Since 2018, the EU has pursued a “Connectivity Strategy” with Asia, seeking to strengthen its connection with the region and promote cooperation in areas including transport, digital economy, energy, and human networks, write Andrey Kovatchev and Ming-Yen Tsai.
In January of this year, the European Parliament also passed a report on “Connectivity and EU-Asia relations” which highlights the need for connectivity between the EU and Asian countries.
Notably, the report specifically highlights cooperation with Taiwan. Indeed, Taiwan and the EU already share core values such as democracy, freedom, and the rule of law, and have together developed close exchanges in economic and investment areas. This should make Taiwan a primary and important partner for the EU’s “Connectivity Strategy.”
The European Commission President Ursula von der Leyen has, on several occasions, stressed the urgency for the EU of achieving the twin policy goals of the “European Green Deal” and the “Digital Transformation”. Likewise, Taiwan is now promoting the “Six Core Strategic Industries”, including green energy, digital technology, and precision health technology. Focusing on the importance of “Taiwan-EU Connectivity,” Taiwan’s President Tsai Ing-wen stated that within these targeted key sectors, Taiwan has nurtured dynamic industrial clusters to allow domestic and foreign firms to collaborate and innovate more effectively. With the new deployment of these industries, Taiwan intends to grasp the opportunities offered by the restructuring of global supply chains in the post-pandemic era.
Taiwan and the EU share overlapping developmental goals, which could pave the way to matching up the industrial strategies of both sides to build together resilient, diversified, and reliable global supply chains. More investment and cooperation prospects could also be explored in areas such as semiconductors, biotechnology and medical care, precision machinery, green energy, and offshore wind power.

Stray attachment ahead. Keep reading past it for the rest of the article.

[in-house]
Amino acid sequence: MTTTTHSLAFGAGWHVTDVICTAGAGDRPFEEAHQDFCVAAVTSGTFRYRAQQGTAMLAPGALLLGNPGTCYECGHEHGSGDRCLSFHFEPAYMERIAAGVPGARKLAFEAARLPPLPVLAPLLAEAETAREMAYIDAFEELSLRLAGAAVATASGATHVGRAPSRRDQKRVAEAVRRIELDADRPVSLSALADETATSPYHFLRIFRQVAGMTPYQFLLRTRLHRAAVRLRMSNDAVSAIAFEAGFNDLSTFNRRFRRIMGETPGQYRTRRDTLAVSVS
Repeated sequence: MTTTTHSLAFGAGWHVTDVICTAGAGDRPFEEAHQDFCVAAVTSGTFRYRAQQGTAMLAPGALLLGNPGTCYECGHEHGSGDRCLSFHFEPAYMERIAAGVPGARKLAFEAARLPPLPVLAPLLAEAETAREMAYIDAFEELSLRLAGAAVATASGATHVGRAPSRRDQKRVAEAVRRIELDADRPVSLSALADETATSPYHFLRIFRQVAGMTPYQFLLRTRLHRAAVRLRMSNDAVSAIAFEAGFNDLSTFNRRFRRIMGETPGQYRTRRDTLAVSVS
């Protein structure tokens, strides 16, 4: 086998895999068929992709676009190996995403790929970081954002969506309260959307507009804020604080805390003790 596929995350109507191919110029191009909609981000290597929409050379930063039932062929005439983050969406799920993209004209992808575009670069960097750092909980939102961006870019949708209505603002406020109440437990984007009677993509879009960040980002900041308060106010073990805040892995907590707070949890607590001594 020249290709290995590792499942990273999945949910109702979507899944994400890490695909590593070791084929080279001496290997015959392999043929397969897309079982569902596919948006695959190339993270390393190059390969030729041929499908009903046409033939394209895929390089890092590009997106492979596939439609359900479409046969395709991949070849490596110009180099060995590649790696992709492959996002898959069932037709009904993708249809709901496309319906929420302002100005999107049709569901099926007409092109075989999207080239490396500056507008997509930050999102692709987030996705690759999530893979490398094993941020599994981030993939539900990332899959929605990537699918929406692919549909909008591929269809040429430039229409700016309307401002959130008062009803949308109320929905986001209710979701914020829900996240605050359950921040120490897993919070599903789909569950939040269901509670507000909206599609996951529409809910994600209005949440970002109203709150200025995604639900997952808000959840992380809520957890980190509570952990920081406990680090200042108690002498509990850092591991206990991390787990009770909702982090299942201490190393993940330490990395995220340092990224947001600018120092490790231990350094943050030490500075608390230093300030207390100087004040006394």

In terms of innovative electronics, Taiwan, through investment by its electronics industry in Europe, has the chance to acquire local technical talent and knowledge, and pursue long-term development and a policy of localization. In the post-pandemic era, operating systems using local manufacturing will be key to further strengthening the stability and security of supply chains. This is thus a perfect opportunity for Taiwanese companies to increase their investments in Europe.
As for precision machinery, by combining high-end European technology, Taiwan’s optimization capabilities, and Asia’s huge market, there is great potential to effectively reduce costs and increase efficiency for both sides.
Regarding green energy, Taiwan has valuable experience in offshore wind power farm construction. Over the past few years, Taiwan and the EU have worked closely in the areas of green energy and wind power construction, as Taiwan pursues its goal of a “2025 Nuclear-free Homeland.” Successful collaboration between Taiwan and the EU could, in the future, be expanded to the offshore wind power markets of other Asian countries. Indeed, Japan and South Korea have already expressed their interest in this sort of cooperation model.
Since the beginning of 2019, and through the course of the COVID-19 pandemic, the EU has learned that securing supply chains is a key part of realizing “open strategic autonomy”. Today, it is a common challenge for every government to help repair the economic damage caused by the coronavirus in the post-pandemic era.
Regarding semiconductors, the EU’s advantage lies in its advanced equipment and materials, while Taiwan’s strength focuses on its manufacturing prowess and comprehensive industrial chain. In this sector, both parties can develop opportunities for collaboration through R&D innovation, cooperative investment, and an increased use of complementary talents. So far this year, Taiwanese investments in the EU’s semiconductor industry have already exceeded 4.35 billion euros—the largest amount ever for a single year.
In the field of biotechnology and medical care, looking forward, Taiwan and the EU can seek to work together in R&D, product development, clinical trials, and medical equipment. In addition, Taiwan has established a comprehensive big data database in its health insurance system, which has the potential to produce tremendous value through joint analysis and research.
Taiwan’s economic growth rate was over 3% last year due to its success in containing COVID-19. Moreover, it is predicted that Taiwan will perform even better economically this year. Taiwan’s quick responses to both the shortage of protective facial masks in 2020 and automotive chips in 2021 are perfect examples of Taiwan’s important and reliable role in the global supply chain. In a way, Taiwan is like an auto chip or a mask, small yet essential.
This is a critical moment for Taiwan and the EU to implement strategic industrial convergence and enhance supply chain cooperation under the framework of the EU-Asia Connectivity Strategy. If both sides work together and seize this unprecedented opportunity, a win-win situation could truly be created.
The authors are Bulgarian EPP MEP, Andrey Kovatchev and Ming-Yen Tsai, Taiwan’s Representative to the EU and Belgium